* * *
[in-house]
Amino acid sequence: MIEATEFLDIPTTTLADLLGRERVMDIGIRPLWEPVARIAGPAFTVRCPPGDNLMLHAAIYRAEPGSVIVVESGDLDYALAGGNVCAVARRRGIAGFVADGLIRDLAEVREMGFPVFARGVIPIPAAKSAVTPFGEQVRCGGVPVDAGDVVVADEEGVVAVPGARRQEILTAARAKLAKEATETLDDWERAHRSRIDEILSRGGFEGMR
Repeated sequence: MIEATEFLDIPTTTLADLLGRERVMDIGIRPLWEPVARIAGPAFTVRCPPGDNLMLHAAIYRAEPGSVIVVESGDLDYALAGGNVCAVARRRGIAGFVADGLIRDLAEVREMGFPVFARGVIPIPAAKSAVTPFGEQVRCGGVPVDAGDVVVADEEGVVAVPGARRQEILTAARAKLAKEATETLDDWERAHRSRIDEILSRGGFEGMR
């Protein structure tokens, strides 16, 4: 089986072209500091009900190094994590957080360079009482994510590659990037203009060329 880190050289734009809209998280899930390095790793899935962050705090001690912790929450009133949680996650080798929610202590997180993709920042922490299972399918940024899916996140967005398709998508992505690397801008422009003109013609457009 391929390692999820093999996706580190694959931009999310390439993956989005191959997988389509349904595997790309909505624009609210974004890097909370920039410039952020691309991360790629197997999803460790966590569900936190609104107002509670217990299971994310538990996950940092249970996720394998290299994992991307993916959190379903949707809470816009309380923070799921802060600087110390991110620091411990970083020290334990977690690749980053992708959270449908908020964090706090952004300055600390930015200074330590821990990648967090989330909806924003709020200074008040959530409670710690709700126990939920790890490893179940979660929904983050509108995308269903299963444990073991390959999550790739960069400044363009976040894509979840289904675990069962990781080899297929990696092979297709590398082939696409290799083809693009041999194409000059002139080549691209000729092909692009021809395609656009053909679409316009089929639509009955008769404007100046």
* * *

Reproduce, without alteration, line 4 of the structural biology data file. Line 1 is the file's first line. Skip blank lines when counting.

């Protein structure tokens, strides 16, 4: 089986072209500091009900190094994590957080360079009482994510590659990037203009060329 880190050289734009809209998280899930390095790793899935962050705090001690912790929450009133949680996650080798929610202590997180993709920042922490299972399918940024899916996140967005398709998508992505690397801008422009003109013609457009 391929390692999820093999996706580190694959931009999310390439993956989005191959997988389509349904595997790309909505624009609210974004890097909370920039410039952020691309991360790629197997999803460790966590569900936190609104107002509670217990299971994310538990996950940092249970996720394998290299994992991307993916959190379903949707809470816009309380923070799921802060600087110390991110620091411990970083020290334990977690690749980053992708959270449908908020964090706090952004300055600390930015200074330590821990990648967090989330909806924003709020200074008040959530409670710690709700126990939920790890490893179940979660929904983050509108995308269903299963444990073991390959999550790739960069400044363009976040894509979840289904675990069962990781080899297929990696092979297709590398082939696409290799083809693009041999194409000059002139080549691209000729092909692009021809395609656009053909679409316009089929639509009955008769404007100046």